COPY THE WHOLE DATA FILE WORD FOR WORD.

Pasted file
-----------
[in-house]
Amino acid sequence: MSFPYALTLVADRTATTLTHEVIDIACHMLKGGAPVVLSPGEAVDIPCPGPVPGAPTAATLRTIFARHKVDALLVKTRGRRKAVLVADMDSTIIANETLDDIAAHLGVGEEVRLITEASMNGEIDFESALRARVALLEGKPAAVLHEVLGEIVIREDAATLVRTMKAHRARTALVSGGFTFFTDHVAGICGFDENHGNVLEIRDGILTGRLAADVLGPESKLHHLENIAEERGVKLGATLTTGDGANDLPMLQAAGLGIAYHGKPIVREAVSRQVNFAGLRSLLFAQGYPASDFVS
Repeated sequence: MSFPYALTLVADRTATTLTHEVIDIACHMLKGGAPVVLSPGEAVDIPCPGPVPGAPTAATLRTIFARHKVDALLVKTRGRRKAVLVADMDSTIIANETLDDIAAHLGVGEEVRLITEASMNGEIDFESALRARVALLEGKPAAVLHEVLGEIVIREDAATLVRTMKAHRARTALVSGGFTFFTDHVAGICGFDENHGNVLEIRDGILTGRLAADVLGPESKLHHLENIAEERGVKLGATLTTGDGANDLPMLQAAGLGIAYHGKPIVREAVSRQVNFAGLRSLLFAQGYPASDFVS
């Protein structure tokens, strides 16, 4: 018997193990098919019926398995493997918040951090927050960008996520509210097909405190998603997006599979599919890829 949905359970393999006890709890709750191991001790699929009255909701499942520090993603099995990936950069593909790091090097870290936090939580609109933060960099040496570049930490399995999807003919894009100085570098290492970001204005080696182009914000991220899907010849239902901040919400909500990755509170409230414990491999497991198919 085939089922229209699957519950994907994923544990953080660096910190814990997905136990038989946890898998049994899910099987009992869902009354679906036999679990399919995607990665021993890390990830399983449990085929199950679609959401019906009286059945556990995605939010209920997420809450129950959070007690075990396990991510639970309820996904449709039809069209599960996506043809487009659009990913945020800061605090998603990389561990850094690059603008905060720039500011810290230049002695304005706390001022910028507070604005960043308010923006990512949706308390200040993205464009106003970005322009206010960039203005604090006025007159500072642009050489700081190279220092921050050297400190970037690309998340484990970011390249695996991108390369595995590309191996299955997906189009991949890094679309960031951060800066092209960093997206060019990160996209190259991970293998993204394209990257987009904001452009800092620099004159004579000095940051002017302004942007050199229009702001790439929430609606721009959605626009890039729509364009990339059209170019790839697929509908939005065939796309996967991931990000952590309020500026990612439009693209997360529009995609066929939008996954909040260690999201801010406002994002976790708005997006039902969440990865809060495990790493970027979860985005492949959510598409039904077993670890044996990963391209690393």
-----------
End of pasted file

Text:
[in-house]
Amino acid sequence: MSFPYALTLVADRTATTLTHEVIDIACHMLKGGAPVVLSPGEAVDIPCPGPVPGAPTAATLRTIFARHKVDALLVKTRGRRKAVLVADMDSTIIANETLDDIAAHLGVGEEVRLITEASMNGEIDFESALRARVALLEGKPAAVLHEVLGEIVIREDAATLVRTMKAHRARTALVSGGFTFFTDHVAGICGFDENHGNVLEIRDGILTGRLAADVLGPESKLHHLENIAEERGVKLGATLTTGDGANDLPMLQAAGLGIAYHGKPIVREAVSRQVNFAGLRSLLFAQGYPASDFVS
Repeated sequence: MSFPYALTLVADRTATTLTHEVIDIACHMLKGGAPVVLSPGEAVDIPCPGPVPGAPTAATLRTIFARHKVDALLVKTRGRRKAVLVADMDSTIIANETLDDIAAHLGVGEEVRLITEASMNGEIDFESALRARVALLEGKPAAVLHEVLGEIVIREDAATLVRTMKAHRARTALVSGGFTFFTDHVAGICGFDENHGNVLEIRDGILTGRLAADVLGPESKLHHLENIAEERGVKLGATLTTGDGANDLPMLQAAGLGIAYHGKPIVREAVSRQVNFAGLRSLLFAQGYPASDFVS
């Protein structure tokens, strides 16, 4: 018997193990098919019926398995493997918040951090927050960008996520509210097909405190998603997006599979599919890829 949905359970393999006890709890709750191991001790699929009255909701499942520090993603099995990936950069593909790091090097870290936090939580609109933060960099040496570049930490399995999807003919894009100085570098290492970001204005080696182009914000991220899907010849239902901040919400909500990755509170409230414990491999497991198919 085939089922229209699957519950994907994923544990953080660096910190814990997905136990038989946890898998049994899910099987009992869902009354679906036999679990399919995607990665021993890390990830399983449990085929199950679609959401019906009286059945556990995605939010209920997420809450129950959070007690075990396990991510639970309820996904449709039809069209599960996506043809487009659009990913945020800061605090998603990389561990850094690059603008905060720039500011810290230049002695304005706390001022910028507070604005960043308010923006990512949706308390200040993205464009106003970005322009206010960039203005604090006025007159500072642009050489700081190279220092921050050297400190970037690309998340484990970011390249695996991108390369595995590309191996299955997906189009991949890094679309960031951060800066092209960093997206060019990160996209190259991970293998993204394209990257987009904001452009800092620099004159004579000095940051002017302004942007050199229009702001790439929430609606721009959605626009890039729509364009990339059209170019790839697929509908939005065939796309996967991931990000952590309020500026990612439009693209997360529009995609066929939008996954909040260690999201801010406002994002976790708005997006039902969440990865809060495990790493970027979860985005492949959510598409039904077993670890044996990963391209690393």